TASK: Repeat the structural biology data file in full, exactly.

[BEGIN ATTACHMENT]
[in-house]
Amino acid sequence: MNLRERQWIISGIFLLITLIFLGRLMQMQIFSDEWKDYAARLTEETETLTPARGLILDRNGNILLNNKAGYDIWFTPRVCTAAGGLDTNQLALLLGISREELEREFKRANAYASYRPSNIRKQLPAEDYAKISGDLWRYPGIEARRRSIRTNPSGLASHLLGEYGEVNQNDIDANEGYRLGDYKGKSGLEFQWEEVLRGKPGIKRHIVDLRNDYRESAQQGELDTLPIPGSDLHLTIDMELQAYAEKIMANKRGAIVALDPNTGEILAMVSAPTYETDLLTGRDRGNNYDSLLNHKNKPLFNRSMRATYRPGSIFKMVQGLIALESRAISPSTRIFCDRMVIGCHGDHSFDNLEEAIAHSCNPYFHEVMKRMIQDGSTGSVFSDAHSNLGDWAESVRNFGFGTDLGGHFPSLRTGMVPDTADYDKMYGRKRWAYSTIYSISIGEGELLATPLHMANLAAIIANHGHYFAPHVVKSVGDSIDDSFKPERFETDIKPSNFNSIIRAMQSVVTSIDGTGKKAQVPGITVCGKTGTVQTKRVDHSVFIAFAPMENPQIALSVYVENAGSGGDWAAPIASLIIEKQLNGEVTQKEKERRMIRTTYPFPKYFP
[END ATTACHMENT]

[in-house]
Amino acid sequence: MNLRERQWIISGIFLLITLIFLGRLMQMQIFSDEWKDYAARLTEETETLTPARGLILDRNGNILLNNKAGYDIWFTPRVCTAAGGLDTNQLALLLGISREELEREFKRANAYASYRPSNIRKQLPAEDYAKISGDLWRYPGIEARRRSIRTNPSGLASHLLGEYGEVNQNDIDANEGYRLGDYKGKSGLEFQWEEVLRGKPGIKRHIVDLRNDYRESAQQGELDTLPIPGSDLHLTIDMELQAYAEKIMANKRGAIVALDPNTGEILAMVSAPTYETDLLTGRDRGNNYDSLLNHKNKPLFNRSMRATYRPGSIFKMVQGLIALESRAISPSTRIFCDRMVIGCHGDHSFDNLEEAIAHSCNPYFHEVMKRMIQDGSTGSVFSDAHSNLGDWAESVRNFGFGTDLGGHFPSLRTGMVPDTADYDKMYGRKRWAYSTIYSISIGEGELLATPLHMANLAAIIANHGHYFAPHVVKSVGDSIDDSFKPERFETDIKPSNFNSIIRAMQSVVTSIDGTGKKAQVPGITVCGKTGTVQTKRVDHSVFIAFAPMENPQIALSVYVENAGSGGDWAAPIASLIIEKQLNGEVTQKEKERRMIRTTYPFPKYFP